[0078] In the present disclosure, the corrugated intumescent composite structure disclosed herein is disposed onto the underside of the metal decking relative to the ground. It is advantageous for the flange of the corrugated intumescent composite structure to be disposed onto the rib of the metal decking.

[0079] Figs. 5A and 5B show the overlaying of the corrugated intumescent composite structure with a corrugated metal decking, wherein the plurality of flanges and ribs run parallel with one another. Fig. 5A depicts a cross sectional view of an exemplary assembly of the present disclosure, wherein corrugated intumescent composite material 50 is disposed onto corrugated metal decking 50d. As shown in Fig. 5A, the rib of the corrugated metal decking contacts or is in close proximity to the flange of the corrugated intumescent composite structure at position 59.

The corrugated intumescent composite structure may be physically attached to the corrugated metal decking at position 59. Shown in Fig. 5B is a perspective view of the corrugated intumescent composite structure 50 disposed onto the corrugated metal decking 50d. As shown in this perspective, the plurality of ribs and flanges of the corrugated metal decking are parallel to the ribs and flanges of the corrugated intumescent composite structure with the rib of the metal decking disposed on the flange of the corrugated intumescent composite structure at position 59. As shown in Fig. 5 A, the corrugated intumescent composite structure is off-set, such that the flanges of the corrugated intumescent composite structure contact or are in close proximity to the ribs of the metal decking.

[0080] Although Figs. 5a and 5b depict the periodicity (frequency of the flanges/ribs) of the metal decking and the corrugated intumescent composite structure to be the same, wherein each rib of the metal decking contacts or is in close proximity to each flange of the corrugated intumescent composite structure, various other embodiments can be envisioned, when the longitudinal direction of the ribs of the metal decking and the corrugated intumescent composite structure are the same. For example, the periodicity of the metal decking and the corrugated intumescent composite structure may be different, wherein a flange of the corrugated intumescent composite structure is in contact or close proximity to two ribs of the metal decking; or wherein a rib of the metal decking is in contact or close proximity to two flanges of the corrugated intumescent composite. In another embodiment, the periodicity is such that a rib of the metal decking contacts or is in close proximity to a flange of the corrugated intumescent composite structure only twice along the width of the corrugated intumescent composite structured panel.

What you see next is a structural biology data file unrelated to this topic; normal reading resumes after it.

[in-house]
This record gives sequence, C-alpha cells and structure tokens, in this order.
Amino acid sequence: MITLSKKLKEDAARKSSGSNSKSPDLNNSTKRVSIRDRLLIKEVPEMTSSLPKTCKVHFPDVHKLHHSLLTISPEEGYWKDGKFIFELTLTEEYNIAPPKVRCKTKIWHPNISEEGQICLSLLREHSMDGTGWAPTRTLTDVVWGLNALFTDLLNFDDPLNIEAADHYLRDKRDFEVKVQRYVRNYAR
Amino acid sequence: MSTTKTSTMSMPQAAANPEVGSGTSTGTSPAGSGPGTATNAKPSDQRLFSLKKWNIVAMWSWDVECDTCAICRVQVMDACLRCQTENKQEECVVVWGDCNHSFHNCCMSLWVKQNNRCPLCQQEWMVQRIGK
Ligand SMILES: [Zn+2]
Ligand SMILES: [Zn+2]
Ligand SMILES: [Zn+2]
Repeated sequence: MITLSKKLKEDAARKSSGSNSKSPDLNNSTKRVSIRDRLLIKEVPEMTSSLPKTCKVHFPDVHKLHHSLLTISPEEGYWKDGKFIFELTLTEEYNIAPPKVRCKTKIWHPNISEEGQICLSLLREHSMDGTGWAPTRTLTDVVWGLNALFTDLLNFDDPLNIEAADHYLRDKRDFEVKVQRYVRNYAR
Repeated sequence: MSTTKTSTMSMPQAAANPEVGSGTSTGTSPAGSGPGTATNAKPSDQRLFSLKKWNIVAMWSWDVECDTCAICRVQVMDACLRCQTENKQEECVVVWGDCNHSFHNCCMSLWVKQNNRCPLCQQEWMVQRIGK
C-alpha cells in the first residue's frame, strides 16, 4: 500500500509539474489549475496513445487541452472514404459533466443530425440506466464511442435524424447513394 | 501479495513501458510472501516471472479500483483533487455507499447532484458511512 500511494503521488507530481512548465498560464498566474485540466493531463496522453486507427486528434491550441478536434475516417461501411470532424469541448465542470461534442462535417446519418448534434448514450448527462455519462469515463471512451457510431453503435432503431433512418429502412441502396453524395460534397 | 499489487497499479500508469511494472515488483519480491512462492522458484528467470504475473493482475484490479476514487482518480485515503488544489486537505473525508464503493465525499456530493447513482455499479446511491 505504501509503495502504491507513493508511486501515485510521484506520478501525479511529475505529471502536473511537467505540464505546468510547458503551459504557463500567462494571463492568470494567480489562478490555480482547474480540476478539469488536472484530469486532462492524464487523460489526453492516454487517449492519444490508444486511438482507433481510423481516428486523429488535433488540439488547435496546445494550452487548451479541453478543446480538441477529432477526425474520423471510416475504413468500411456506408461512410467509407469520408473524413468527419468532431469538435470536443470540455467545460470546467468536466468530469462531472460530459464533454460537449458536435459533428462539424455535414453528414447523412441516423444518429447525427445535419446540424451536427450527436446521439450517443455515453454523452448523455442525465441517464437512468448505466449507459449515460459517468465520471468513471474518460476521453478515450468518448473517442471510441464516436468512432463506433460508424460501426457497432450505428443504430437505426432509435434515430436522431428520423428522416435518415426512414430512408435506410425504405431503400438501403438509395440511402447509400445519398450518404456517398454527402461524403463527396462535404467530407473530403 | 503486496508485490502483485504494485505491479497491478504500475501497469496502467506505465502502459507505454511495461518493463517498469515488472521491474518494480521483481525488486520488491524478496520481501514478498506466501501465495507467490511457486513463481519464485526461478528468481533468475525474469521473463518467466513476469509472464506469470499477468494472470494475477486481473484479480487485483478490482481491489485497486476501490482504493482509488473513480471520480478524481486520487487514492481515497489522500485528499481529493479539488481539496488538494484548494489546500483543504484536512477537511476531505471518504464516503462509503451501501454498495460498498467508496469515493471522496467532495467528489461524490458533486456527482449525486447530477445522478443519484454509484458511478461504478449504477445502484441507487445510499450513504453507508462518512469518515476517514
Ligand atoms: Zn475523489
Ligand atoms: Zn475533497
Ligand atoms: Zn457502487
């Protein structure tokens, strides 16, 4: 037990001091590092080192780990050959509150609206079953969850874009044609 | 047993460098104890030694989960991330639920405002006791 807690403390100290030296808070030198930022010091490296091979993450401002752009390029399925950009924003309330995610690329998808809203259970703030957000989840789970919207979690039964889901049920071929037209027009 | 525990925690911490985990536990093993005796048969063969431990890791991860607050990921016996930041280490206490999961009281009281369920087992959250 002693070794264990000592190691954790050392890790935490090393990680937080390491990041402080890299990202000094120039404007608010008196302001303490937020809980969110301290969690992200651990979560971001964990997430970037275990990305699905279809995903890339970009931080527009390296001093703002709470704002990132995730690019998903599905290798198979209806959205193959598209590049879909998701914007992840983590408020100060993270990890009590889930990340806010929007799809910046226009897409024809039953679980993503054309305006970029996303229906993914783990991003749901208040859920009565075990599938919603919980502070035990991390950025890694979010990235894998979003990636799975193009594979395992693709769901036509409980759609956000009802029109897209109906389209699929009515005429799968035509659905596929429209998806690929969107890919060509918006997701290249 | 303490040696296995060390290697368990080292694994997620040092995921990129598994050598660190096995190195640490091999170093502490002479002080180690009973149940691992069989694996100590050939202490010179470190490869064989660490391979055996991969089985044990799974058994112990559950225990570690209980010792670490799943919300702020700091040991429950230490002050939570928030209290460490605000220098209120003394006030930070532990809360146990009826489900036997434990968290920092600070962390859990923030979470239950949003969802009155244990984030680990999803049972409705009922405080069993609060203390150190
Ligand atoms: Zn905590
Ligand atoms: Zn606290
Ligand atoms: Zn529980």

[0081] Fig. 6 depicts another embodiment of the corrugated intumescent composite structure corrugated metal decking assembly, wherein the plurality of flanges and ribs of the corrugated intumescent composite structure are perpendicular to the ribs and flanges of the corrugated metal decking. As shown in Fig. 6, the corrugated intumescent composite structure 60 is disposed onto the corrugated metal decking 60d. Also shown in Fig. 6 is the overlapping of two decking panels. The ends of the corrugated intumescent composite structures may be overlapped in a similar manner.